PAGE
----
“The next day after our entry into the city, on passing out from Clay Street, from Jefferson Davis’s house, I saw a crowd coming, headed by President Lincoln, who was walking with his usual long, careless stride, and looking about with an interested air and taking in everything.
Upon my saluting he said: ‘Is it far to President Davis’s house?’ I accompanied him to the house, which was occupied by General Weitzal as headquarters. The President had arrived about 9 o’clock, at the landing called Rocketts, upon Admiral Porter’s flag-ship, the Malvern, and as soon as the boat was made fast, without ceremony, he walked on shore, and started uptown. As soon as Admiral Porter was informed of it he ordered a guard of marines to follow as escort; but in the walk of about two miles they never saw him, and he was directed by negroes.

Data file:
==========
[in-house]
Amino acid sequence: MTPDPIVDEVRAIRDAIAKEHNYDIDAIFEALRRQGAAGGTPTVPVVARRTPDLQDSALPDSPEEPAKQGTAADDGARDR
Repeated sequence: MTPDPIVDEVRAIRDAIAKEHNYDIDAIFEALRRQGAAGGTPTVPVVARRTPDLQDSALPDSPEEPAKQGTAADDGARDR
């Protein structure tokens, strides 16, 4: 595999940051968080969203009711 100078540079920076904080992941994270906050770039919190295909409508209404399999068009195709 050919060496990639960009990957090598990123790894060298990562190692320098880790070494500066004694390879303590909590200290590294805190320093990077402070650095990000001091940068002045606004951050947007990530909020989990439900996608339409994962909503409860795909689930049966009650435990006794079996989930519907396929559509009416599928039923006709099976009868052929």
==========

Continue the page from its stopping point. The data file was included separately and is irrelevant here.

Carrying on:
At the Davis house, he was shown into the reception-room, with the remark that the housekeeper had said that the room was President Davis’s office. As he seated himself he remarked, ‘This must have been President Davis’s chair,” and, crossing his legs, he looked far off with a serious, dreamy expression.
At length he asked me if the housekeeper was in the house. Upon learning that she had left he jumped up and said, with a boyish manner, ‘Come, let’s look at the house!’
We went pretty much over it; I retailed all that the housekeeper had told me, and he seemed interested in everything. As we came down the staircase General Weitzel came, in breathless haste, and at once President Lincoln’s face lost its boyish expression as he realized that duty must be resumed.
I accompanied President Lincoln and General Weitzel to Libby Prison and Castle Thunder, and heard General Weitzel ask President Lincoln what he (General Weitzel) should do in regard to the conquered people.
President Lincoln replied that he did not wish to give any orders on that subject, but, as he expressed it, ‘If I were in your place I’d let ’em up easy, let ’em up easy. “